hard red winter wheat
FALL WHEAT: A hard freeze Oct. 27, near the normal freeze date, found much of the 2018 Kansas hard red winter wheat crop barely out of the ground. Many producers delayed planting due to challenging weather and wheat streak mosaic concerns.

Can Kansas count on later freeze? Not this year

Hard freeze hit on Oct. 27 — pretty close to the ‘normal’ freeze date on the weather charts.

Just about the time that Kansas farmers were getting used to a later-than-normal freeze date as the “new normal,” Mother Nature decided to revert to “pretty close to normal” this year and bring a hard freeze to most of the state on Oct. 27.

The freeze hit before much of the winter wheat crop — which was planted later than normal because of dry conditions in late September and early October, and because growers were worried about avoiding this year’s issues with wheat streak mosaic — had gotten up and growing.

The freeze also hit before some of the double-crop grain sorghum and soybeans were fully ready for harvest. Many soybean fields, in fact, had just turned color and hadn’t even started dropping leaves when the freeze hit.

Cotton producers were pretty much ready for harvest, and most had already sprayed boll opener before the freeze. For some producers, the timing of the freeze was ideal to spare them the expense of a paraquat application to fully desiccate the crop in time for harvest.

Farmers who had hoped to get fall or winter forage crops up and growing to turn cattle out for winter grazing will likely find the progress of that pasture hampered somewhat by the hard freeze, although a return to milder conditions during the months of November and December could still encourage sufficient growth on winter forage.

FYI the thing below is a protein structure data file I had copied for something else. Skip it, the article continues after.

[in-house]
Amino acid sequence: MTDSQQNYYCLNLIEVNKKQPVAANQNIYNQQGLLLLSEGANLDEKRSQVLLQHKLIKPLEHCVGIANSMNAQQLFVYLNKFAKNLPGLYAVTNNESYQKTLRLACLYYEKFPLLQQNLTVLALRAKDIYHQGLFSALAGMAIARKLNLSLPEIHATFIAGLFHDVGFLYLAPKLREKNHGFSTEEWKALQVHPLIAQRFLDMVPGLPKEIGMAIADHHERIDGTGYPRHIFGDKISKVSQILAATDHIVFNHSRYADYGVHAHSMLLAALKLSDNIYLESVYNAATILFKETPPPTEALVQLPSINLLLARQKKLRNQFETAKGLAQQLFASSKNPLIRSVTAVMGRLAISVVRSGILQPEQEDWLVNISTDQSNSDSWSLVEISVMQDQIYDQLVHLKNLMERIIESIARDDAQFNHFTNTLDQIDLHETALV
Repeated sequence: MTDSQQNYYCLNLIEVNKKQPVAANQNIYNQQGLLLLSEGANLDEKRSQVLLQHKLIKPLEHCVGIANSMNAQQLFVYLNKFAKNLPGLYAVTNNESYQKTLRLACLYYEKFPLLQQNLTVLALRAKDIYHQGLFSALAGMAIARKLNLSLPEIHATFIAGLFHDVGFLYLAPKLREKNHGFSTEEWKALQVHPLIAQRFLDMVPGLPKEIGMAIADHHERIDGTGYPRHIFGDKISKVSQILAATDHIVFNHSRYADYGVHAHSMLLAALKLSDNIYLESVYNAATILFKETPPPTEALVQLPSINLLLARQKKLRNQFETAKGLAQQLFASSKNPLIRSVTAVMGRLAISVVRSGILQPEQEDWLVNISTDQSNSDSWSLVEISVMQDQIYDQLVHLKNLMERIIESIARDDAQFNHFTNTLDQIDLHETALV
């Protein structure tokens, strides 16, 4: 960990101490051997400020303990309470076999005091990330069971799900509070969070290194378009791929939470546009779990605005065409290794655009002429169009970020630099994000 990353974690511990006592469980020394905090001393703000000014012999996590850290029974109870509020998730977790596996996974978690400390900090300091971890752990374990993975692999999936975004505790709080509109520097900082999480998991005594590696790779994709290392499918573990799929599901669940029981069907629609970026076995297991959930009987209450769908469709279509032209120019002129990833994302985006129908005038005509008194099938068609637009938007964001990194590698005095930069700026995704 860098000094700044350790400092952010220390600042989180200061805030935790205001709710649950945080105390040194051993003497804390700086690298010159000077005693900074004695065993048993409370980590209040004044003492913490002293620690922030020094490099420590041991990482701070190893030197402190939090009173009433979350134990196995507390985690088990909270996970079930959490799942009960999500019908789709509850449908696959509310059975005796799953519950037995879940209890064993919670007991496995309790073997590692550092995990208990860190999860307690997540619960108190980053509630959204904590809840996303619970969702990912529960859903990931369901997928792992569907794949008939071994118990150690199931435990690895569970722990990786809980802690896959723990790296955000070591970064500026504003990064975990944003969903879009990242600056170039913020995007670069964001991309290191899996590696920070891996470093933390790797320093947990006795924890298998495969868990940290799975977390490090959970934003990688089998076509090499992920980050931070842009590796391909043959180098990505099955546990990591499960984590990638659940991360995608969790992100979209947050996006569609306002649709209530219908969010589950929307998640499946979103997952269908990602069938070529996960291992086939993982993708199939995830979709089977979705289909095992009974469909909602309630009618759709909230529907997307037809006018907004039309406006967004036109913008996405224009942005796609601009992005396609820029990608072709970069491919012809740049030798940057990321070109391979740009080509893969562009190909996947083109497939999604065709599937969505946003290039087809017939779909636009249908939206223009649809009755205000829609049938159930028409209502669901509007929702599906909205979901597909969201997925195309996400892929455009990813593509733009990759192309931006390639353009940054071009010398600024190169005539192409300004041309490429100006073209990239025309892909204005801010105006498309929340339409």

Moving forward, forecasters are still predicting a relatively dry and mild winter for Kansas, with a weak La Niña expected in the equatorial Pacific as winter progresses.

The long-range forecast from the National Climate Prediction Center has Kansas at a 33% chance of above-average temperatures, and at an equal chance for above- or below-normal precipitation for the months of December, January and February.

A La Niña is the result of cooler-than-normal ocean water temperatures in the equatorial Pacific. The cooling of the ocean impacts the wind currents that steer storms across North America, resulting in a more northerly storm track for winter storms and less precipitation across the Southern Plains.

The forecasting service, Accuweather, is predicting an overall milder-than-normal winter for most of Kansas, with a good chance that a few plumes of Arctic air will blast into the state and bring short periods of very cold weather.

Fortunately for most of Kansas, recent widespread rains have left almost all of the state in good shape for subsoil moisture going into winter, and the freeze will halt vegetative growth and use of water.

TAGS: Harvest Crops
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